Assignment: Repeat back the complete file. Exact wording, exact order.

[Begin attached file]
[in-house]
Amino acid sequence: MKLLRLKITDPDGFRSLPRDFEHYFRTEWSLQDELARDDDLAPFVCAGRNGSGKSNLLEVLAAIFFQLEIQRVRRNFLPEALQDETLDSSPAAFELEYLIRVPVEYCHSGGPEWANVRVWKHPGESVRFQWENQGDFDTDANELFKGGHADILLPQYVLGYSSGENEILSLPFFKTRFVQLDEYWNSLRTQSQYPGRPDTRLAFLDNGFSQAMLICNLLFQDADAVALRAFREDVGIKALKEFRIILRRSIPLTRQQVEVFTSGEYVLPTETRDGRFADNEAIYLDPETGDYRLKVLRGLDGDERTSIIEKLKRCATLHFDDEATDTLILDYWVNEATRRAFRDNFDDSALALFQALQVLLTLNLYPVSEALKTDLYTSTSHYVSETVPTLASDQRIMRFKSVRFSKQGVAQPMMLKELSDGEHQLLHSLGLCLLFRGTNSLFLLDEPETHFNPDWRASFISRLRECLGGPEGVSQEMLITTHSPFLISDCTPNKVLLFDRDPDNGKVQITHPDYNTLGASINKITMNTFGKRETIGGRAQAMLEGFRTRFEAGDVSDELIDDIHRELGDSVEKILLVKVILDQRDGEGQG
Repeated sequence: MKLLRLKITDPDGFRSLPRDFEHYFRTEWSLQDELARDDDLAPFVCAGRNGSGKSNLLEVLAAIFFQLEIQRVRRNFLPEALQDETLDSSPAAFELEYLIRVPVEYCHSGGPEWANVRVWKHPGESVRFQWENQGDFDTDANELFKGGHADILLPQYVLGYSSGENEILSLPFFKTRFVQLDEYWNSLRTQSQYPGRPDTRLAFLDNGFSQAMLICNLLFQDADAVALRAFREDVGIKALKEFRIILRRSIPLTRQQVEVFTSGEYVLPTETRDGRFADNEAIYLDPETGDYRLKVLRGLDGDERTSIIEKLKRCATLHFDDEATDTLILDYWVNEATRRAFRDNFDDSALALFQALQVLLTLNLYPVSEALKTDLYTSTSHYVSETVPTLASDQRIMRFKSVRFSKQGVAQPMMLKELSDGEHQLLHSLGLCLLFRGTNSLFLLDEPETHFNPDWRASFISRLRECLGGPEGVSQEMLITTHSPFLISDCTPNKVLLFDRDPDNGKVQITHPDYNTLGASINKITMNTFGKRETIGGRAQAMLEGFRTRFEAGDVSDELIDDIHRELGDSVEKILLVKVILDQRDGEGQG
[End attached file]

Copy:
[in-house]
Amino acid sequence: MKLLRLKITDPDGFRSLPRDFEHYFRTEWSLQDELARDDDLAPFVCAGRNGSGKSNLLEVLAAIFFQLEIQRVRRNFLPEALQDETLDSSPAAFELEYLIRVPVEYCHSGGPEWANVRVWKHPGESVRFQWENQGDFDTDANELFKGGHADILLPQYVLGYSSGENEILSLPFFKTRFVQLDEYWNSLRTQSQYPGRPDTRLAFLDNGFSQAMLICNLLFQDADAVALRAFREDVGIKALKEFRIILRRSIPLTRQQVEVFTSGEYVLPTETRDGRFADNEAIYLDPETGDYRLKVLRGLDGDERTSIIEKLKRCATLHFDDEATDTLILDYWVNEATRRAFRDNFDDSALALFQALQVLLTLNLYPVSEALKTDLYTSTSHYVSETVPTLASDQRIMRFKSVRFSKQGVAQPMMLKELSDGEHQLLHSLGLCLLFRGTNSLFLLDEPETHFNPDWRASFISRLRECLGGPEGVSQEMLITTHSPFLISDCTPNKVLLFDRDPDNGKVQITHPDYNTLGASINKITMNTFGKRETIGGRAQAMLEGFRTRFEAGDVSDELIDDIHRELGDSVEKILLVKVILDQRDGEGQG
Repeated sequence: MKLLRLKITDPDGFRSLPRDFEHYFRTEWSLQDELARDDDLAPFVCAGRNGSGKSNLLEVLAAIFFQLEIQRVRRNFLPEALQDETLDSSPAAFELEYLIRVPVEYCHSGGPEWANVRVWKHPGESVRFQWENQGDFDTDANELFKGGHADILLPQYVLGYSSGENEILSLPFFKTRFVQLDEYWNSLRTQSQYPGRPDTRLAFLDNGFSQAMLICNLLFQDADAVALRAFREDVGIKALKEFRIILRRSIPLTRQQVEVFTSGEYVLPTETRDGRFADNEAIYLDPETGDYRLKVLRGLDGDERTSIIEKLKRCATLHFDDEATDTLILDYWVNEATRRAFRDNFDDSALALFQALQVLLTLNLYPVSEALKTDLYTSTSHYVSETVPTLASDQRIMRFKSVRFSKQGVAQPMMLKELSDGEHQLLHSLGLCLLFRGTNSLFLLDEPETHFNPDWRASFISRLRECLGGPEGVSQEMLITTHSPFLISDCTPNKVLLFDRDPDNGKVQITHPDYNTLGASINKITMNTFGKRETIGGRAQAMLEGFRTRFEAGDVSDELIDDIHRELGDSVEKILLVKVILDQRDGEGQG